In this case, the risk was not a new device like a smartphone or a move to bend the future to Amazon's will like drone delivery. Rather, it was an expansion that took its already-vast operations to new heights.
Nowhere was this more evident than the company’s logistics network. As CEO Andy Jassy described it to analysts Thursday on an earnings call, the company doubled the size of a fulfillment network it took a quarter-century to build in two years. It also built out a last-mile delivery network that was the size of UPS, which is one of the top two carriers in the U.S.
In 2022, all of that expansion ran into 40-year-high inflation, war in Ukraine and a pullback in demand for goods amid reopening. The company first admitted the problem: It had overbuilt.
But the solution is not to tear down. It had to keep expanding as only Amazon does, while still cutting back in a period of “belt-tightening,” as executives have put it.
That’s evident in watching developments out of the logistics network alone. Amazon pulled out of some areas, and canceled plans to expand into some new warehouses. Yet, as Business Insider reported, it still added 79 million square feet – a footprint that is equal to half of next-closest competitor Walmart’s entire distribution network. It is also expanding Buy with Prime, a new program that will allow direct-to-consumer brands to offer Prime benefits, and, by extension, access to Amazon’s logistics network. Another service, called Amazon Warehousing and Delivery, is designed for upstream storage, necessitating more space to be made available in the network.
At the same time, it will seek to keep doing more for consumers.
Jassy indicated as much when he was prompted to outline his priority areas. Beyond cost-cutting, he said speed is the second highest priority for Amazon. As if to conform this, he said later in the call that one-day shipping is getting off the ground in North America.
Selection is another priority area. At Amazon, that phrase translates to a few things, but top of mind is “expanding the third-party seller marketplace.” Third-party sellers accounted for 59% of sales in Q4. Beyond sales, Amazon’s work with the sellers who post their products on the marketplace is also lucrative for the company. Amazon allows these sellers to tap its logistics network to offer Prime through the Fulfillment by Amazon program. Its business segment called third-party seller services grew 20% year-over-year in the fourth quarter, right in line with the massively profitable cloud computing division Amazon Web Services.
Price, Jassy said, is another area of importance, especially with the consumer pullback on discretionary purchases being observed amid inflation.
“I think pricing being sharp is always important,” Jassy said. “But particularly in this type of uncertain economy, where customers are very conscious about how much they're spending, having the millions of deals that we put together with our selling partners in the fourth quarter was an important part of the demand that you saw.”
Finally, Jassy cited a priority of improving the customer experience. He said Buy with Prime would give subscribers the ability to use their benefits across the web, and noted that virtual try-on for shoes brings change to the shopping experience.
But it’s in this area that the tradeoffs that may be happening under the surface may rear their head again. GlobalData Managing Director Neil Saunders noted that online shopping generally is becoming “more difficult" on Amazon.
“While the Amazon marketplace is far from a terrible place to shop, it has become more complex and cluttered with a multitude of products, delivery options, and prices levels for shoppers to sift through,” Saunders wrote in note released at the time of the earnings call. “The result is that impulse buying has dropped and that more people are migrating away to other retailers. This is not yet a serious problem as erosion has only happened at the margins, but it is something Amazon will need to address and arrest to prevent further decline.”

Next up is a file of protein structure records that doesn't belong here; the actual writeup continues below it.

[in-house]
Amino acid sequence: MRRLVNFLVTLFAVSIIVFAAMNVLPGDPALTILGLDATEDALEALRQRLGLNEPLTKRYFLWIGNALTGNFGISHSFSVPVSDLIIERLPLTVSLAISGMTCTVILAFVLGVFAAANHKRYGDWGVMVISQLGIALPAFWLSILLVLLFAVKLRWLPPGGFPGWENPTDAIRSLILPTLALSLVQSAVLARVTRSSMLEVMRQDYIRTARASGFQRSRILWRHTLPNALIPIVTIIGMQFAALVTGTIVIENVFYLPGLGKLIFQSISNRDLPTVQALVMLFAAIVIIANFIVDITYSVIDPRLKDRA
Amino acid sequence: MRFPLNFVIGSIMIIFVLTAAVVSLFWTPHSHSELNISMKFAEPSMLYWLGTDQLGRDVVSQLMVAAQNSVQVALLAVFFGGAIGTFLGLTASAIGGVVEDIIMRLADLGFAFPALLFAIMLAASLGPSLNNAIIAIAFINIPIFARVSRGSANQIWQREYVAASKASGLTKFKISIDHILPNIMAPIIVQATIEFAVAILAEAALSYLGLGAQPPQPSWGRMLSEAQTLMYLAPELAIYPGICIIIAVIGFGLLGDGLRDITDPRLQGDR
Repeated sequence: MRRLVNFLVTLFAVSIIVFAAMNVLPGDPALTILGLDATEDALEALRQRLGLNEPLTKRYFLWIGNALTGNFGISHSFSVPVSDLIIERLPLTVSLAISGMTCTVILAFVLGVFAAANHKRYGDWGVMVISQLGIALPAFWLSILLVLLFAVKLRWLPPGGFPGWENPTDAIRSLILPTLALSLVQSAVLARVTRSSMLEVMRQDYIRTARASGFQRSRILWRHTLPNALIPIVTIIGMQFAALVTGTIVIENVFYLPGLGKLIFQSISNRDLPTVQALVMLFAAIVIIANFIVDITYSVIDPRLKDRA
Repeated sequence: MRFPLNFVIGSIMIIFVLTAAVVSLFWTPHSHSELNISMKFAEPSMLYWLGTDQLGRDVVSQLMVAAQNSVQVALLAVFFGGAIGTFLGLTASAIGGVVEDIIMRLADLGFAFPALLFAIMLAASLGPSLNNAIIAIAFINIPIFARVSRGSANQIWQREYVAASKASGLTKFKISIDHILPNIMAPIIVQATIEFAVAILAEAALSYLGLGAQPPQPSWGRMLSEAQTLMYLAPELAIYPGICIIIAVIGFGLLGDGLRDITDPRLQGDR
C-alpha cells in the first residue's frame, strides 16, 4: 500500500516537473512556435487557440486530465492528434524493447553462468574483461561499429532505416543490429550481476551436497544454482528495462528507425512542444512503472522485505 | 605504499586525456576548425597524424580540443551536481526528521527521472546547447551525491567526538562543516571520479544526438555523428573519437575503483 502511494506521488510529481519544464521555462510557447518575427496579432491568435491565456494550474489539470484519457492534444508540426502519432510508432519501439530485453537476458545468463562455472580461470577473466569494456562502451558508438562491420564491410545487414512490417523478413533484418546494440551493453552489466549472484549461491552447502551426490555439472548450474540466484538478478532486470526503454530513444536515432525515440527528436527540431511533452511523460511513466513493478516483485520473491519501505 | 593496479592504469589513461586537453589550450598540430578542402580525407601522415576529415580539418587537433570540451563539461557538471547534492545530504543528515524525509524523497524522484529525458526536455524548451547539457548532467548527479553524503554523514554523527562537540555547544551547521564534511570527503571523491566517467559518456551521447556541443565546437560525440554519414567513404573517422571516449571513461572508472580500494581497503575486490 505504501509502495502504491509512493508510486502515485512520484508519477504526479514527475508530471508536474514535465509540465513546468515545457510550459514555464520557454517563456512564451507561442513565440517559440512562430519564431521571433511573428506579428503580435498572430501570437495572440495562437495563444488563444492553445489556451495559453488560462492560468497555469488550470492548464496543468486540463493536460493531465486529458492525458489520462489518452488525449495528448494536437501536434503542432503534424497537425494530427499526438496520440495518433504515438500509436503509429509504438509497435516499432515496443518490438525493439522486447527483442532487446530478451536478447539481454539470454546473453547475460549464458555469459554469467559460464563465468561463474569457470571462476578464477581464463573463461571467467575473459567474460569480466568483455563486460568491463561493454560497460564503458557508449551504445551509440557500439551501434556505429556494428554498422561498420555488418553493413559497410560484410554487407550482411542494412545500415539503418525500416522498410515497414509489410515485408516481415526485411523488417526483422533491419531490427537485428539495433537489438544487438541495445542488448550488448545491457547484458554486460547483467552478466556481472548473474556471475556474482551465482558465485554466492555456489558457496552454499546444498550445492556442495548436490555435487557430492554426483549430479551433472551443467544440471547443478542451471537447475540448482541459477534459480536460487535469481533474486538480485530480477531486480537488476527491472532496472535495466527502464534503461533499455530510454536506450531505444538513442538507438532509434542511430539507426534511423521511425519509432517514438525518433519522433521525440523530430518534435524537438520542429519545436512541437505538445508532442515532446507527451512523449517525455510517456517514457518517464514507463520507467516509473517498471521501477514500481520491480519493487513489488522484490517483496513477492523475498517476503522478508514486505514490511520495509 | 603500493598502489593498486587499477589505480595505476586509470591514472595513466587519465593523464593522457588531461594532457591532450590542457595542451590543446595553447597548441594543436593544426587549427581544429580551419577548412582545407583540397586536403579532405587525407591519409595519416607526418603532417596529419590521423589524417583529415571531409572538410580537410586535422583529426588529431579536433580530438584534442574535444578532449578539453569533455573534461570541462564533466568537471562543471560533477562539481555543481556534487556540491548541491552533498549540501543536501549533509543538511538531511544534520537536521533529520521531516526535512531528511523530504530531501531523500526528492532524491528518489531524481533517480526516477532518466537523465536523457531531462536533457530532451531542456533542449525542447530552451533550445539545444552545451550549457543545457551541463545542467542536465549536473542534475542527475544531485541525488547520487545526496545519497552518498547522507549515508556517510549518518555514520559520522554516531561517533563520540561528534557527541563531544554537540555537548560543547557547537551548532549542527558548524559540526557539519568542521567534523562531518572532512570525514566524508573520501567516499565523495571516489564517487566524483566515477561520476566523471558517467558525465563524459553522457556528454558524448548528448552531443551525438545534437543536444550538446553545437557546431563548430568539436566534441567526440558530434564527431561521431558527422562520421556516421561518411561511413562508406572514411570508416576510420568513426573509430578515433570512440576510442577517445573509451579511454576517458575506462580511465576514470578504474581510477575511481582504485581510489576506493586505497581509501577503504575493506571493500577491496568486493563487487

Taking a rhetorical step further, the journalist John Hermann wrote this week that a “junkification” of Amazon is taking place, while arguing that “everything is going according to plan" for the company.
He placed the growth of the third-party seller marketplace at the center of this trend. But it also comes as Amazon grows its advertising business, with many taking note of a growing number of ads on the platform. The company also wants to keep growing Prime, and is now using content such as Lord of the Rings and NFL’s Thursday Night Football as key acquisition channels. Both had “record” signups of new Prime members, CFO Brian Olsavsky said.
“We see a direct link between that type of engagement and higher purchases of everyday products on our Amazon website,” he said.
It will have to do each of these things at once, while entering a period that will require it to be “more targeted with its growth ambitions,” as Saunders put it.
"Since its inception, Amazon has had a culture of throwing dollars at many different things to see where they led and what they could learn," Saunders said. "That approach worked well for a younger, fast-growth business. It works far less successfully for a more mature entity. In our view, management deserves credit for recognizing this and quickly responding. However, the shift requires a lot of care because Amazon needs to find a new balance between being ambitious and innovative and being more frugal with its spending – which will be very challenging."
Jassy said the changes of the pandemic made its logistics a "different network." That may be true of the whole company. Rather than an isolated cycle of overbuilding and pulling back, this may prove to be a period that changes Amazon altogether. The bets will still be there, but the risk will be magnified with fewer dollars that don't pay off to go around. As hinted by the logistics buildout of the pandemic and even Buy with Prime, they also may look more operational.
Less delivery robot, more delivery optimization.
As Jassy put it: “We're going to be very thoughtful about how we streamline our costs, and I think you see a lot of that, but we're also going to continue to invest for the long term.”
The recipients of those investments will say a lot about where it wants to head in this next year.